Given the number of contests there were during 2013, it was an almost impossible task to select just five bands to highlight for consideration.
From Butlins to the Scottish Open with all stops in between and all over the banding world - it was a busy and somewhat unpredictable season (even for the Welsh).
There were a whole host of bands that could look back on 2013 with a great deal of satisfaction – not just these five, for what they achieved both on and off the contesting stage.
So if you think your band deserves the accolade, then why not give them a vote?
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The National Fourth Section Champion Band showed that by putting past enmities aside, local rivalry can become a startling focal point for all that is good about community integration.
The moribund Gwent valleys bands of Cwm and Ebbw Vale were dying on their backsides, but thanks to some inspired direction, plenty of hard graft and bags of commitment they have grown not only to become National champions at Cheltenham, but also claim another Welsh League title too.
In the process they have also provided a blueprint that others may well consider replicating throughout the UK.
If Ebbw Valley provides one type of successful model to follow for struggling bands that lie in close proximity to each other, then Goodwick Brass from the far reaches of West Wales certainly offers one to copy for those more isolated.
The essential ingredients are the same: hard work, inspired leadership and a commitment to long term development of young players. However, what makes Goodwick’s achievements in 2013 so remarkable is that they have now done this so successfully for the past six or seven years whilst moving up through the local and national sections.
The 2013 silverware came with victories at the Welsh Area, Welsh League and National Championships. No wonder they will soon need to find money to build an extension to their bandroom for a new trophy cabinet.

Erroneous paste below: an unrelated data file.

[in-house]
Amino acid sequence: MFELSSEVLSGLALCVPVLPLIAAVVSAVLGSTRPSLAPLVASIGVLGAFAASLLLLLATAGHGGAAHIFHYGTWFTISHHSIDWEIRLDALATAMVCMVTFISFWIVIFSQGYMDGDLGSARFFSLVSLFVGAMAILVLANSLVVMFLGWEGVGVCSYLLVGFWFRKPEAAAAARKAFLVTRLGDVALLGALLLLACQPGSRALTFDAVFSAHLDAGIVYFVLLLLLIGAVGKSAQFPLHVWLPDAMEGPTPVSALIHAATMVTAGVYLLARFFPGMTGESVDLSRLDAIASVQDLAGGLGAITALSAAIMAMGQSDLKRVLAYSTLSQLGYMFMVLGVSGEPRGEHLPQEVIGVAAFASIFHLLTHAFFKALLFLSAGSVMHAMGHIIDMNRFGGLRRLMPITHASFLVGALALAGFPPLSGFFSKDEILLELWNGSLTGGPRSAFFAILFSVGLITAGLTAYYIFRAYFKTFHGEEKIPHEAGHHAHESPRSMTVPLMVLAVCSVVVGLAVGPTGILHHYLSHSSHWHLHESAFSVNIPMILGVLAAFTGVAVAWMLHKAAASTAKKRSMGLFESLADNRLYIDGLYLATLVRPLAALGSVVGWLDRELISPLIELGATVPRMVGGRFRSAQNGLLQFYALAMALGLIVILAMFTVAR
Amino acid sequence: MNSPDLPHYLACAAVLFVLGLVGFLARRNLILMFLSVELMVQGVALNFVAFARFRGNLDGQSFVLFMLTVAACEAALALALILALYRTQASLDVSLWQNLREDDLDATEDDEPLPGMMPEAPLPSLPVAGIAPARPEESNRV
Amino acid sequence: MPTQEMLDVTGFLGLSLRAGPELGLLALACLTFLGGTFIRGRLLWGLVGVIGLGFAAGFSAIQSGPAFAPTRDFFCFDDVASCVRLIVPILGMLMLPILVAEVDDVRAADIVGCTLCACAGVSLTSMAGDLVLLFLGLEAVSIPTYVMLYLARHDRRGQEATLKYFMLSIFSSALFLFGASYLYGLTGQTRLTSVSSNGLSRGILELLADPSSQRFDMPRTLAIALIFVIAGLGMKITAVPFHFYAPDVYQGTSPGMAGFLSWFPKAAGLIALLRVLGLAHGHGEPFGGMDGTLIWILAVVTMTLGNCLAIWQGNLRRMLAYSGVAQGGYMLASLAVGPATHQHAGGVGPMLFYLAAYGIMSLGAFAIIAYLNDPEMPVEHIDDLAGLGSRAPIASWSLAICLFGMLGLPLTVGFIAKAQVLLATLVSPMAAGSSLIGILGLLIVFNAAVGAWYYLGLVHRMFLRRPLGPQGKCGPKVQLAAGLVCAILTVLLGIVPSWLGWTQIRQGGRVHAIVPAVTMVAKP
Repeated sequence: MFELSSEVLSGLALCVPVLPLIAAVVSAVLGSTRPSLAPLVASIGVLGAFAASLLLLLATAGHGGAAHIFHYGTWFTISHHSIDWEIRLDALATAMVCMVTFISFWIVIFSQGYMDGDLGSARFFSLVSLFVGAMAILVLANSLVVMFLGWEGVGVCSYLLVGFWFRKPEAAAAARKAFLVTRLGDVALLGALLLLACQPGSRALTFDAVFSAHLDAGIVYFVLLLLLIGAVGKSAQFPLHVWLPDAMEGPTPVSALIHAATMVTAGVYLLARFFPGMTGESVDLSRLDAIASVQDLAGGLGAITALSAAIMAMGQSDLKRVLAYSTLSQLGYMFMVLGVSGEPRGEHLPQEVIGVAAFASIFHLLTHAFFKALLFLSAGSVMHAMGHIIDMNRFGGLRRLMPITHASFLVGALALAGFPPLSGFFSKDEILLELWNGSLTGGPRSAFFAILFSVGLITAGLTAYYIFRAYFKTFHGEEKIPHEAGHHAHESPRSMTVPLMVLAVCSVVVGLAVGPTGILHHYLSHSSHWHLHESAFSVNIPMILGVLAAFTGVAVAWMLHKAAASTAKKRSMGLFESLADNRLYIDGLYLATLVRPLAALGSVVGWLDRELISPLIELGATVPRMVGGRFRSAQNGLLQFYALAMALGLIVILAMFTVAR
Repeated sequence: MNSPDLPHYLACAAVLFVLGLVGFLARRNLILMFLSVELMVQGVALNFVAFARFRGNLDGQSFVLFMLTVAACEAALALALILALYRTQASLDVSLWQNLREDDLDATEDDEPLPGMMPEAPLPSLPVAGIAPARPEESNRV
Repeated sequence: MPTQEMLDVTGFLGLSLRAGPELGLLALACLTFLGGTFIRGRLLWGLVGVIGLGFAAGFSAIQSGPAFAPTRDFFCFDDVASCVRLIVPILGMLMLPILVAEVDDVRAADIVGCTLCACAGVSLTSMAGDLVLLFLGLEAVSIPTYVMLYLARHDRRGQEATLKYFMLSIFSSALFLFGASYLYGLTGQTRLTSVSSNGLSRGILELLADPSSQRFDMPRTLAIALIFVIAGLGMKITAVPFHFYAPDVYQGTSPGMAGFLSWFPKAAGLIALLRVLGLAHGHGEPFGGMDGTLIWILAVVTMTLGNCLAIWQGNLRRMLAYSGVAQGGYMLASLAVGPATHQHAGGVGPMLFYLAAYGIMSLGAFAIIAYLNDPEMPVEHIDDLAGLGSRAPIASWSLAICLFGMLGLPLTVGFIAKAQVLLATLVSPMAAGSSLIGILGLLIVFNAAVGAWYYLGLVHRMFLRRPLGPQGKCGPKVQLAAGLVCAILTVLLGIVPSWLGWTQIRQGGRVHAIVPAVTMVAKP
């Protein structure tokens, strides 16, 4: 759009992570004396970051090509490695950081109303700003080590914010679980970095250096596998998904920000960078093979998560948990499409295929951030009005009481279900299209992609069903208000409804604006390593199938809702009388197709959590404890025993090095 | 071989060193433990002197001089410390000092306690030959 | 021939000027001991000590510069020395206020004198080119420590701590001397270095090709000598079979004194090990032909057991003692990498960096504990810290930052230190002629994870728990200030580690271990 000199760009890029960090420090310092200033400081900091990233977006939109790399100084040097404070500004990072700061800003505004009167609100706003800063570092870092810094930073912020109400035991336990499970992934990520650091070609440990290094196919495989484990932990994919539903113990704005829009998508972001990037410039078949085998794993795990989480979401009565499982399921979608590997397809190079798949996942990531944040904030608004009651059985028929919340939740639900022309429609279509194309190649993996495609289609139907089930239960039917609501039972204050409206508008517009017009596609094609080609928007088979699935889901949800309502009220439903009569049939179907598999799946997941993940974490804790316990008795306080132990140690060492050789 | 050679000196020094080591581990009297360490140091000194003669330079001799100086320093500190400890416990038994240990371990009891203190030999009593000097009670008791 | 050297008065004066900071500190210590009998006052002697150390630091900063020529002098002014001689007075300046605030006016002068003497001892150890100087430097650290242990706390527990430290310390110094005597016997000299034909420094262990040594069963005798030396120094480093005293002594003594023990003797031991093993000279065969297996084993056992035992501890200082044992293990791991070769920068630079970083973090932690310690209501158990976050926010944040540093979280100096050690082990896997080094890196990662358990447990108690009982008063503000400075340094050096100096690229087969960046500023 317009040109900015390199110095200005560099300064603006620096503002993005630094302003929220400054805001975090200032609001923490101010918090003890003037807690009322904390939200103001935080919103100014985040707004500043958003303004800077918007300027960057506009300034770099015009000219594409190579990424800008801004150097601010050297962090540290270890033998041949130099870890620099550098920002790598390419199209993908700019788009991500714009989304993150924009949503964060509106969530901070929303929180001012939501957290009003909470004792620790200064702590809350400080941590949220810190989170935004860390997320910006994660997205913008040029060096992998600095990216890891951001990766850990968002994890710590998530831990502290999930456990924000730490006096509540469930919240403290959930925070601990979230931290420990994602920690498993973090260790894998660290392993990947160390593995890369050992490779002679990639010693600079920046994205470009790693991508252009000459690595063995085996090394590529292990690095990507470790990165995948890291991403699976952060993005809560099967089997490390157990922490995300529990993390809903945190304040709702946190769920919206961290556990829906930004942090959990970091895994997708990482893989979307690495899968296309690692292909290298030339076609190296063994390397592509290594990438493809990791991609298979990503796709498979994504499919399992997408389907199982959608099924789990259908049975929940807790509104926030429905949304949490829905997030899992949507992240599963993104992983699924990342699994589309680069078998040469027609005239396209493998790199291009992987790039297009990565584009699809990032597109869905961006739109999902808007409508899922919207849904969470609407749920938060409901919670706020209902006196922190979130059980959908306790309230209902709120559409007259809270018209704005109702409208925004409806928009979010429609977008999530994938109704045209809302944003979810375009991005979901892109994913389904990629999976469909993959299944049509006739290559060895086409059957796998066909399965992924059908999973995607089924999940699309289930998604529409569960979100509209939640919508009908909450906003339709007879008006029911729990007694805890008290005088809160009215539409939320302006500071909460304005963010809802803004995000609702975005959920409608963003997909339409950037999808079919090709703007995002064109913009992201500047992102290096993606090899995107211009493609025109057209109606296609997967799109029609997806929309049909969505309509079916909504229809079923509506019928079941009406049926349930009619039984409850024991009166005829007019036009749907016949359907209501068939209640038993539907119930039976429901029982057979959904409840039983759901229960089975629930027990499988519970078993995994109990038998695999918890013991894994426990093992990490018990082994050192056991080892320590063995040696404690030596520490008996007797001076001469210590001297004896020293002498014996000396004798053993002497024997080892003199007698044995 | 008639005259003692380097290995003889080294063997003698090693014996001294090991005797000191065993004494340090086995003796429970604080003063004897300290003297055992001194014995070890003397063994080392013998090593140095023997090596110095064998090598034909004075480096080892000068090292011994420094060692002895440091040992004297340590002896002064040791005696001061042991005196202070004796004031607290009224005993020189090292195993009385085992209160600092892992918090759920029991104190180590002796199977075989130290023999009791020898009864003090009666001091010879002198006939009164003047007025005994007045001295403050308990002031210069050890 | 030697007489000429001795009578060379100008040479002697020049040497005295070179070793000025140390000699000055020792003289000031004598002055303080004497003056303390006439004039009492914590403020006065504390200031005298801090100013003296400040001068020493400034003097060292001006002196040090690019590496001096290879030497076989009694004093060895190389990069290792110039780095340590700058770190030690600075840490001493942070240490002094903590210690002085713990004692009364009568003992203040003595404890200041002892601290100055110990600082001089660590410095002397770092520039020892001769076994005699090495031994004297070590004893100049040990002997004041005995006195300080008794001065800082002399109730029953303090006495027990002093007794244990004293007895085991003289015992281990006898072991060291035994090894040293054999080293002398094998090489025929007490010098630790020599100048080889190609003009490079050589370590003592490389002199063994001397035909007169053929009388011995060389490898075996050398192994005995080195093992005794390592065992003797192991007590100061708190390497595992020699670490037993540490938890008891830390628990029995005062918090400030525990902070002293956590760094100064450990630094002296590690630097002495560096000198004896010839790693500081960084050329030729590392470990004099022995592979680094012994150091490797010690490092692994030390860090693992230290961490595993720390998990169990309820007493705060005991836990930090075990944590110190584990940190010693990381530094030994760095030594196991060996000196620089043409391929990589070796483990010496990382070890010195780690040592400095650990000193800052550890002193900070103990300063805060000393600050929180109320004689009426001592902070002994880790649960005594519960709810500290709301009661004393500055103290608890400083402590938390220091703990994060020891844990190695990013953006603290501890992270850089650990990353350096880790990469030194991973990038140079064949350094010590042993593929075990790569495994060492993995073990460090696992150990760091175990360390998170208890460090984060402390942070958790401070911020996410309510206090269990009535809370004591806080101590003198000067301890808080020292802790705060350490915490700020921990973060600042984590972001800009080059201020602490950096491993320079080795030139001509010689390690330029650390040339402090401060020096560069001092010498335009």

National Childrens Band of Great Britain
It is remarkable to think that the younger sibling of the National Youth Brass Band of Great Britain has reached the age of 10 in 2013.
The organisation has also developed with a degree of level headedness and sense of realism from MD Dr Nicholas Childs and the team of tutors and house staff that the organisation offers an ideal foundation stone for the personal as well as musical development of its young players.
All that and its performances this year have been wonderful exhibitions of steely eyed determination and flowering talent.
Scottish banding hasn’t had a great deal to shout about on the contest stage of late, but the renaissance of the Newtongrange Band should be something they should be all proud of.
A few years ago they were facing a bleak future, but in 2013 they were not only crowned Scottish First Section and Scottish Challenge Shield champion, but also made the trip to the Blackpool to claim the Senior Trophy too.
Still a work in progress (not quite as successful at the Nationals or Troon) but now a band to certainly watch out for on any contest stage in the future.
Youth Brass 2000
There is an argument to suggest that Youth Brass 2000 is the best youth band of their type in the world: Especially when you look at their record of achievement.
Not only are they remarkably successful – this year winning the BBC Radio 2 Youth Band of the Year award, the Butlins Youth Championship and Action Research Entertainment titles, but they also gained a gold award at the National Youth Championships of Great Britain.
All that and under the inspirational baton of Chris Jeans (who also picked up a well deserved Mortimer Medal in 2013) they also produced a series of cracking high profile concert performances - notably at the Brass in Concert Championships.